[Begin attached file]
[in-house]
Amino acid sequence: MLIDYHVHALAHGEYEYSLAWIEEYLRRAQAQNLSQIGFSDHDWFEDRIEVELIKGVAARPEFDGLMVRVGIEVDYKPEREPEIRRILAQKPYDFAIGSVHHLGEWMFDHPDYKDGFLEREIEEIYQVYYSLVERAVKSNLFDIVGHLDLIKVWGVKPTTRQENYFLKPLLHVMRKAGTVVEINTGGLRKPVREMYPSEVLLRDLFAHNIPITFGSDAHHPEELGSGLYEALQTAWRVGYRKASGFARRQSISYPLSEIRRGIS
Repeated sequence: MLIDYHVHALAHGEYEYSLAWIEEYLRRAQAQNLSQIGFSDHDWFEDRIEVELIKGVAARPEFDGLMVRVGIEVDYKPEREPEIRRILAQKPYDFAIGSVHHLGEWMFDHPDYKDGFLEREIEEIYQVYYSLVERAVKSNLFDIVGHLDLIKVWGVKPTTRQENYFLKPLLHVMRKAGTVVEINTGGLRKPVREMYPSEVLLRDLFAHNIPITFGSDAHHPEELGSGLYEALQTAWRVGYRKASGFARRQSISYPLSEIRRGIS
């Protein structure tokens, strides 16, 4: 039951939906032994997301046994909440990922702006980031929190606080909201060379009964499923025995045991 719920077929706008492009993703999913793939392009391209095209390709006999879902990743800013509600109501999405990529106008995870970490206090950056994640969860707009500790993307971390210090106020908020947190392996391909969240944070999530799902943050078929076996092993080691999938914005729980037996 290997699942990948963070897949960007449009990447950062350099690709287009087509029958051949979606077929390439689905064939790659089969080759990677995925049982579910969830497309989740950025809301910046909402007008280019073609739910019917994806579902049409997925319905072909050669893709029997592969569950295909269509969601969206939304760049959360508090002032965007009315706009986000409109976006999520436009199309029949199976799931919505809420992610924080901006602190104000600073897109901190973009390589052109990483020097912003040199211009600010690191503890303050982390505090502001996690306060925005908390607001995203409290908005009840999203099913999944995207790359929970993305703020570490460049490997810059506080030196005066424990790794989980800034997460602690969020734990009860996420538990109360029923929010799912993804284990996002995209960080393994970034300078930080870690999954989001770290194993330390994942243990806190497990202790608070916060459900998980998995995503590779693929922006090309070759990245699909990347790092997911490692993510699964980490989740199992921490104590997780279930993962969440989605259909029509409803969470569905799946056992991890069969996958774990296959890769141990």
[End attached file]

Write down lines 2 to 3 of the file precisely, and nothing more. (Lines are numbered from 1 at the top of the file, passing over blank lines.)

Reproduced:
Amino acid sequence: MLIDYHVHALAHGEYEYSLAWIEEYLRRAQAQNLSQIGFSDHDWFEDRIEVELIKGVAARPEFDGLMVRVGIEVDYKPEREPEIRRILAQKPYDFAIGSVHHLGEWMFDHPDYKDGFLEREIEEIYQVYYSLVERAVKSNLFDIVGHLDLIKVWGVKPTTRQENYFLKPLLHVMRKAGTVVEINTGGLRKPVREMYPSEVLLRDLFAHNIPITFGSDAHHPEELGSGLYEALQTAWRVGYRKASGFARRQSISYPLSEIRRGIS
Repeated sequence: MLIDYHVHALAHGEYEYSLAWIEEYLRRAQAQNLSQIGFSDHDWFEDRIEVELIKGVAARPEFDGLMVRVGIEVDYKPEREPEIRRILAQKPYDFAIGSVHHLGEWMFDHPDYKDGFLEREIEEIYQVYYSLVERAVKSNLFDIVGHLDLIKVWGVKPTTRQENYFLKPLLHVMRKAGTVVEINTGGLRKPVREMYPSEVLLRDLFAHNIPITFGSDAHHPEELGSGLYEALQTAWRVGYRKASGFARRQSISYPLSEIRRGIS